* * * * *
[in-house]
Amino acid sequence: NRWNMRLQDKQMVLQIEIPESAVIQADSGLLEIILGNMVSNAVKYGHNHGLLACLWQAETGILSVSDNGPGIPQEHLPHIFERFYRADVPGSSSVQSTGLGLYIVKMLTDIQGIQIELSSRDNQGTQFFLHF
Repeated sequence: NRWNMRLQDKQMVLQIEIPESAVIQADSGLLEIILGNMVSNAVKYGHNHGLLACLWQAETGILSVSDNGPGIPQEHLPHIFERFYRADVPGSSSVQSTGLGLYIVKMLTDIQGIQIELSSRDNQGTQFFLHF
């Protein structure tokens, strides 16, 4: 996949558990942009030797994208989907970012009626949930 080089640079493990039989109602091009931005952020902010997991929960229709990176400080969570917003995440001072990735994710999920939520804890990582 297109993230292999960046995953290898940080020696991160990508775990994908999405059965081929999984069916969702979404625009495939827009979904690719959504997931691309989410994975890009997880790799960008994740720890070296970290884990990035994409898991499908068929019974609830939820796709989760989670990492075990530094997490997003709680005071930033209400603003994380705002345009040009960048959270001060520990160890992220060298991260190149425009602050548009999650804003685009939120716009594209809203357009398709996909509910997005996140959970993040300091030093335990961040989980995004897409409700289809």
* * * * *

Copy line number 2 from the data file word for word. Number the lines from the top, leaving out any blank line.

Amino acid sequence: NRWNMRLQDKQMVLQIEIPESAVIQADSGLLEIILGNMVSNAVKYGHNHGLLACLWQAETGILSVSDNGPGIPQEHLPHIFERFYRADVPGSSSVQSTGLGLYIVKMLTDIQGIQIELSSRDNQGTQFFLHF